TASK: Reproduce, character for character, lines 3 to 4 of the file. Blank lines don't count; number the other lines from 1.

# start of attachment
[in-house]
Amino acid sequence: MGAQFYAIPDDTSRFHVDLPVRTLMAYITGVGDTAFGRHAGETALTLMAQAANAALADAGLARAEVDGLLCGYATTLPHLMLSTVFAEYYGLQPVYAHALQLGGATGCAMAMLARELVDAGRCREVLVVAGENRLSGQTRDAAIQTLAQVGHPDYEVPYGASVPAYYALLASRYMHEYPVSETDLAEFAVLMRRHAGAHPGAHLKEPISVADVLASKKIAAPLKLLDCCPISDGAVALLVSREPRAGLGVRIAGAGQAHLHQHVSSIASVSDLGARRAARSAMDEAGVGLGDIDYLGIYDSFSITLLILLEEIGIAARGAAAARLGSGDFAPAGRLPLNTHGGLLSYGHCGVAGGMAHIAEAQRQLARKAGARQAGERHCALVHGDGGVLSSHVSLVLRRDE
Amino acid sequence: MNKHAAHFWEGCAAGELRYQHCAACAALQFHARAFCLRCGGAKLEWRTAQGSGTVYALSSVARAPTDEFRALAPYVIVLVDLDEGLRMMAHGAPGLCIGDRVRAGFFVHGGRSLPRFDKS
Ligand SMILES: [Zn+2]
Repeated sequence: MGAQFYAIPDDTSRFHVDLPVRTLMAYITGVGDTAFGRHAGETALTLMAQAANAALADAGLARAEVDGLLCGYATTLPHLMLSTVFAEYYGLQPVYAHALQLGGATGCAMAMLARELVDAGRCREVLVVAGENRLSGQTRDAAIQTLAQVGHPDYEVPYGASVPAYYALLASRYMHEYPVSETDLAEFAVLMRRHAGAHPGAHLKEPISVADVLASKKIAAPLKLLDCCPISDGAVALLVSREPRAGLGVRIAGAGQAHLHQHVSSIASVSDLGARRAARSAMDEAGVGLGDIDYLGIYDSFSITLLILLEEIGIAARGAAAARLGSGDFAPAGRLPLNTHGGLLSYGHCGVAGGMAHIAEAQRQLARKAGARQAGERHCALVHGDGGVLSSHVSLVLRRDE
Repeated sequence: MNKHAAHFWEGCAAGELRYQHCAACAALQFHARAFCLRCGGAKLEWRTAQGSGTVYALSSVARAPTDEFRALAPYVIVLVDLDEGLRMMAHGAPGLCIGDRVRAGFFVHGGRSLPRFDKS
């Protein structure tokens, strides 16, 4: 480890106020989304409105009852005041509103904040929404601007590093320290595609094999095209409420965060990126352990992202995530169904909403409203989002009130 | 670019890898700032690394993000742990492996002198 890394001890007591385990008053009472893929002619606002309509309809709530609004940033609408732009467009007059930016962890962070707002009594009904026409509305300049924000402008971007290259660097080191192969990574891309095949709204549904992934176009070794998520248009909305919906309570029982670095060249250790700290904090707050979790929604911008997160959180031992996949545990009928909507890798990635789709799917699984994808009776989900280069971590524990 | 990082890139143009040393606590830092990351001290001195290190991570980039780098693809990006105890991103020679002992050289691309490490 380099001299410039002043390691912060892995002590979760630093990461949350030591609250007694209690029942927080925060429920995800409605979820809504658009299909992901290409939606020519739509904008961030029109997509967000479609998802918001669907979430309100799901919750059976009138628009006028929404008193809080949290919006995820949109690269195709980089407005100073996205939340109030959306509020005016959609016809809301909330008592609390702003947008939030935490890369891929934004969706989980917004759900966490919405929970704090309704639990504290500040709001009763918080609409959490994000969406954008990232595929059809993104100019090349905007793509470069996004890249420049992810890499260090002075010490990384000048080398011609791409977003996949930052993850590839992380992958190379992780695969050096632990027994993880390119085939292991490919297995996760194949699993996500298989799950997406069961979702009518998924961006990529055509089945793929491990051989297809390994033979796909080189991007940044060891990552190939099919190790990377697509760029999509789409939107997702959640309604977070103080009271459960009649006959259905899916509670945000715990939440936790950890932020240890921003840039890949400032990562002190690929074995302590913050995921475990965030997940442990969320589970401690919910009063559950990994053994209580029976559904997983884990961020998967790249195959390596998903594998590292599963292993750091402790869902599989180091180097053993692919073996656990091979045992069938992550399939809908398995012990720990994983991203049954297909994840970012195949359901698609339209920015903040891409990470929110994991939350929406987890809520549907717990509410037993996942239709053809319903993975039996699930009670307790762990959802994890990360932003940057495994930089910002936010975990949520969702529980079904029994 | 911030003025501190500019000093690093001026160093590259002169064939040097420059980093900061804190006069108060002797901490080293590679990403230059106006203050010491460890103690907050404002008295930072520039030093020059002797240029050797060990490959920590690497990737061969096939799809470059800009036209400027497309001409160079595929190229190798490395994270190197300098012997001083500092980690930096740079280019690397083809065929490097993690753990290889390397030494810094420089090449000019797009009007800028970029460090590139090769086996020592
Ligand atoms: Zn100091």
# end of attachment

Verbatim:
Amino acid sequence: MNKHAAHFWEGCAAGELRYQHCAACAALQFHARAFCLRCGGAKLEWRTAQGSGTVYALSSVARAPTDEFRALAPYVIVLVDLDEGLRMMAHGAPGLCIGDRVRAGFFVHGGRSLPRFDKS
Ligand SMILES: [Zn+2]